I began to wonder how the group participants would identify “good” or effective leadership. From the discussion, I was able to conclude that the participants expect leaders to be able to communicate a clear direction for where the organization is headed and how their individual responsibilities or positions fit into that direction. There was also an expectation that leaders were present when needed, but not overwhelming (controlling) or micro-managing.
Again as I reflect upon the conversations about trust, it becomes very apparent that trust is not something to be taken lightly or that is easily created. However, it is something that is critical to relationships and easily destroyed. Is it any wonder that individuals find it difficult to trust others, to be real and authentic in all they attempt to do in life?
So I asked the participants to provide me with some examples of issues or concerns that they have working with employees or co-workers. As I reviewed those examples, I am again reminded of how important people skills are to a leader and just how uncomfortable some leaders are with these skills.
The most prominent aspect discussed was the issue that individuals in leadership positions do understand that they need to be able to show the way or provide a vision for the organization or the company. What they don’t understand, or at least fail to demonstrate, is that they need to be able to communicate that vision is such a way that the followers see it or “get it”.
I remember wondering why the leader didn't just complete the task and not take up the valuable time of the other group members. While this leader verbalized the desire for group involvement, the leader, due to lack of self-awareness, did not know how or when to step back and engage the expertise of the other group members.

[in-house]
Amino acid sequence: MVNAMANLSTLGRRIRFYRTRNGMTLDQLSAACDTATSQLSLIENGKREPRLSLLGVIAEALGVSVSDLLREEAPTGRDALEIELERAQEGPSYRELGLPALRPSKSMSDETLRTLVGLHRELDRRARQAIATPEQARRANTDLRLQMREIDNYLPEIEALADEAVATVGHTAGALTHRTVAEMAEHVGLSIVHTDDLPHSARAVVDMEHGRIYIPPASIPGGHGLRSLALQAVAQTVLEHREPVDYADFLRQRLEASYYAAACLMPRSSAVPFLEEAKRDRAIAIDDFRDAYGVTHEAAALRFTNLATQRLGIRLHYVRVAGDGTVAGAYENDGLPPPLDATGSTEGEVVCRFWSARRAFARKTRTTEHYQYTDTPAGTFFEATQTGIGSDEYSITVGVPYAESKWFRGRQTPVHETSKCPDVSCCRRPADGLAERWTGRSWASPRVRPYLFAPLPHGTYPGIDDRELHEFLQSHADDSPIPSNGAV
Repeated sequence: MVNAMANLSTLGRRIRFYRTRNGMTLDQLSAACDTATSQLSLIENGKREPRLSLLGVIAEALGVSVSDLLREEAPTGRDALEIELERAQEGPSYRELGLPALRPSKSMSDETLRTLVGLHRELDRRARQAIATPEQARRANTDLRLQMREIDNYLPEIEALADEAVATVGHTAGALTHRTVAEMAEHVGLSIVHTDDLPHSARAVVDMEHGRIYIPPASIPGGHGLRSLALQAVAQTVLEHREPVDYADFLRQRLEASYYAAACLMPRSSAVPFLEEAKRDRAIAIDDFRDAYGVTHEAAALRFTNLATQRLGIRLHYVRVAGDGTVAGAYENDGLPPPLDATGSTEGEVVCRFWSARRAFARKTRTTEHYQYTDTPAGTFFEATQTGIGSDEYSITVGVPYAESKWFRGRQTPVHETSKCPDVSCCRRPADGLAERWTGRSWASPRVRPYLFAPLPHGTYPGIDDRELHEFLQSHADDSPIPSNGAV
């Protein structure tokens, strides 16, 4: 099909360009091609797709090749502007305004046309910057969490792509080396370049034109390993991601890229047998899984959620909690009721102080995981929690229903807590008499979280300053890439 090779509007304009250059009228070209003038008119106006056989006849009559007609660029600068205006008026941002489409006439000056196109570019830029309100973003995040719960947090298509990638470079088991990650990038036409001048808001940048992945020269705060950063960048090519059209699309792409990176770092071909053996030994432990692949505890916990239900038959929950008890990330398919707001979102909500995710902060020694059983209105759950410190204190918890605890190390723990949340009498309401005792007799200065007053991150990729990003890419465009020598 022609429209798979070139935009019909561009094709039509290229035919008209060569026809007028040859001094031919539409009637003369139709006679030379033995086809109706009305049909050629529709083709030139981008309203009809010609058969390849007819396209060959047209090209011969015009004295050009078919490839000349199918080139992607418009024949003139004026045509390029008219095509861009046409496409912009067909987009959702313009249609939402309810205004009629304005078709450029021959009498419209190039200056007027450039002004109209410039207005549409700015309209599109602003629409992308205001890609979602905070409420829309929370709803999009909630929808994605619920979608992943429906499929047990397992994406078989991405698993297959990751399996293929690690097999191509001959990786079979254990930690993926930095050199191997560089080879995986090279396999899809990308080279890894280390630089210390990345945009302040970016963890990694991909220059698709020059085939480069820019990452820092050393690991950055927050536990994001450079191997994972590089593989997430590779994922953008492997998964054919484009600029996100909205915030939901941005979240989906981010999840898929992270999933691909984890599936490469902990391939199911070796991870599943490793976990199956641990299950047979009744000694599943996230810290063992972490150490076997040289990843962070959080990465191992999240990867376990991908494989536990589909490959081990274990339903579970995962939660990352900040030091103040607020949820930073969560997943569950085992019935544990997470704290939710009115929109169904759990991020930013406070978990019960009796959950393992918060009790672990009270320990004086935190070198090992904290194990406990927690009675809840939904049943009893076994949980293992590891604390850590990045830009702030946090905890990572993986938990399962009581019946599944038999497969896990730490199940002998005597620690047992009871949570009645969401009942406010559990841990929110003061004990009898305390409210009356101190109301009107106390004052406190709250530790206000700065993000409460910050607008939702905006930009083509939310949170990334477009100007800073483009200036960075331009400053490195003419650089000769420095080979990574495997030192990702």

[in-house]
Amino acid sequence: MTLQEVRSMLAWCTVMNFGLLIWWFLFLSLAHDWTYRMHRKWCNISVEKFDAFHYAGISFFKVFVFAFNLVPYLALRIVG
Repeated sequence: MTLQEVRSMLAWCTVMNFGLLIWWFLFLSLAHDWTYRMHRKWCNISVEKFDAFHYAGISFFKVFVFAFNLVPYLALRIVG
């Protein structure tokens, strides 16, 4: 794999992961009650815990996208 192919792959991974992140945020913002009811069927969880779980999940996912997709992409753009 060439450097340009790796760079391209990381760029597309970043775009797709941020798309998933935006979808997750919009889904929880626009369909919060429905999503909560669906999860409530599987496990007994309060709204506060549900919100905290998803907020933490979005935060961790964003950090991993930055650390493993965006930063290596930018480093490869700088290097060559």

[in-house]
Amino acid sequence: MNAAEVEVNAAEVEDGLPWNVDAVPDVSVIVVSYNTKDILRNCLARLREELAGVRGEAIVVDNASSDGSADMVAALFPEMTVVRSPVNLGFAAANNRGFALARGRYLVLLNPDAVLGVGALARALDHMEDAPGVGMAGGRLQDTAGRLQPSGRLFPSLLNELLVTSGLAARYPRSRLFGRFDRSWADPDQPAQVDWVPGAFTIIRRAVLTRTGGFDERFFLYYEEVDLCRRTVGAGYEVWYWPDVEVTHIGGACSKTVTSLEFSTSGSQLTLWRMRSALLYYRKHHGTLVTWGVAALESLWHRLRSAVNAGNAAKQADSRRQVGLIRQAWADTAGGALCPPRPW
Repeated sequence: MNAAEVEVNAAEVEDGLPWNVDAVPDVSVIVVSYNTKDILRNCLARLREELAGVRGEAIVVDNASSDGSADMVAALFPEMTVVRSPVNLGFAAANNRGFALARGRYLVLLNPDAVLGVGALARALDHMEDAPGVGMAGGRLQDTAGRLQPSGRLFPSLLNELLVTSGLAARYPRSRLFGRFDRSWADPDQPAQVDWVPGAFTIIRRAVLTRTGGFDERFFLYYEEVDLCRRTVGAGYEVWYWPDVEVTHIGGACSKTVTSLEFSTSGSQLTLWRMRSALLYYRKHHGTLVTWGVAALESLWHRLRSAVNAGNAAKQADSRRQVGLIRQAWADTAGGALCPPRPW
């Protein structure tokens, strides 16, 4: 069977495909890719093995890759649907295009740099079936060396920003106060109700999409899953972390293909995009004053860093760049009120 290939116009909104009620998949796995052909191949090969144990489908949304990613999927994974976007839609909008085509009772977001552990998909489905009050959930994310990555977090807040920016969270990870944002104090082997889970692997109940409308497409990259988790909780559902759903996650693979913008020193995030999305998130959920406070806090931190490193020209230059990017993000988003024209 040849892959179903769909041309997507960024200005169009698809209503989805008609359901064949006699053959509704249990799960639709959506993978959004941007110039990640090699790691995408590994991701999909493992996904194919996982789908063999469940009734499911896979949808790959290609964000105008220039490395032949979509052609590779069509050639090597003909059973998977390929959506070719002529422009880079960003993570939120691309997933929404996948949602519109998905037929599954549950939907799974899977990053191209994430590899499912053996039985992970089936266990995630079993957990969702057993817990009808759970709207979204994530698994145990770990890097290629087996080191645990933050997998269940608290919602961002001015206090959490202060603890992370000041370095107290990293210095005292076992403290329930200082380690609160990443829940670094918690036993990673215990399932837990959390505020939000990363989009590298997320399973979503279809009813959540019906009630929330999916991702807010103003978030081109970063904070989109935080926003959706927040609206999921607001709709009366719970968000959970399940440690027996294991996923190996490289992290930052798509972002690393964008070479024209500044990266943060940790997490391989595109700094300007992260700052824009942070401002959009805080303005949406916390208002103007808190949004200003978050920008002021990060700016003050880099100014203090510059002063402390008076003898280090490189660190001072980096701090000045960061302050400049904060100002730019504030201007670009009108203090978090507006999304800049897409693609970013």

This individual, while doing all the right things and using all the suggestions offered by his/her supervisor, was doing them with an attitude that said, “I’m really better than you because I’m your leader and I know best.”
The one factor that I believe to be the single most influential factor about these leaders is that they were first and foremost human beings trying to do the best job they knew how without creating any more damage or pain to others than was necessary. And when they did create that damage or pain, because it was needed or unintentionally, it was done with compassion and humility.
An area that has been overlooked in leadership development in the past is that of emotional intelligence. However, recent investigation in this arena indicates that effective leaders are individuals who not only know how they feel, but they are capable of capitalizing on those feelings. They utilize their emotions and the understanding of others’ emotions to build a more harmonious workplace and create a stronger sense of team.
Perhaps what people mean by “no leadership” or a “lack of leadership” is not that there are no people in leadership positions, but that the people in those positions are unprepared or ill prepared to be able to provide leadership. Perhaps leadership is less about position and more about working with and influencing others. Perhaps leadership is less about technical knowledge and more about understanding human dynamics.
Much of the discussion was around how to become aware of the power and privilege we have and, as a member of the dominant group, make certain we are trying to integrate all members of our society. As one participant said, we can’t afford to waste or underutilize the rich human resources that exist all around us in everyone.